On Mon, Dec 05, 2005 at 12:32:03PM +0100, TSa wrote:
> HaloO,
> Luke Palmer wrote:
> >The most immediate offender here is the referential passing semantics.
> IIRC, the default is to be a read-only ref. Not even local modifications
> are permitted if the 'is copy' property is missing.
> > Here is a code case:
> >
> >    sub foo ($x, &code) {
> >        &code();
> >        say $x;
> >    }
> >    my $bar = 41;
> >    foo($bar, { $bar++ });
> >
> >As far as I recall, the spec says that this should output "42".  My
> >intuition tells me that it should output "41".
> My intuition also opts for 41. Evaluating &code() inside foo either
> violates the constance of its own $x if the changes propagate back
> into the already bound/passed argument or violates the callers
> excapsulation. The latter depends on what exactly the second argument
> of the call of foo closes over. Theoretically the binding of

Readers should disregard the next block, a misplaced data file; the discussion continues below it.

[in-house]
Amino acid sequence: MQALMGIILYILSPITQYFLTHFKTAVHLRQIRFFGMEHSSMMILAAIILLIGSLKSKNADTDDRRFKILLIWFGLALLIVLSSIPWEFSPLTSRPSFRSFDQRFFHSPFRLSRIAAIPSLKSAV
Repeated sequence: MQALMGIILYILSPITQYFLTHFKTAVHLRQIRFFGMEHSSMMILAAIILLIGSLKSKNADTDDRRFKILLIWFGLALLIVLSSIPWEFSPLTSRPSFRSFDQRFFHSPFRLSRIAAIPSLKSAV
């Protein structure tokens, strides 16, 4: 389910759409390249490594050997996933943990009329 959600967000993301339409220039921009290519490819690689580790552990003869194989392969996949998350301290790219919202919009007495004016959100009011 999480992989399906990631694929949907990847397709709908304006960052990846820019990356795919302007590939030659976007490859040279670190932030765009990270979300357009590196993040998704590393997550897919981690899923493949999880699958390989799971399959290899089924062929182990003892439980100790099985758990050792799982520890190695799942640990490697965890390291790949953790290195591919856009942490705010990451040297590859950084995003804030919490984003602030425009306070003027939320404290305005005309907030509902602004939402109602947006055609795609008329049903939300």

> CALLER<$bar> to foo<$x> could spill over to the closure which then
> would mean foo(x => $bar, { $x++ }) and require $x beeing declared
> either 'is copy' or 'is rw'. In other words it could be marked as error.

No, I think not, because the closure on the last line closes over a
read/write variable. It happens that read only reference to the same variable
is passed into the subroutine, but that's fine, because the subroutine never
writes to *its* reference.

Thinking about it in C terms, where pointers and values are explicit, it's as
if function arguments are always passed as const pointers to a value in a
outer scope. This seems fine and consistent to me, but you can never be sure
whether anyone else has another pointer to that same value, which they can
modify at any time.

If nearly all function parameters are PMCs (internally) I don't think that
this is an efficiency problem, as PMCs are always reference semantics, even
when loaded into Parrot's registers.

Nicholas Clark

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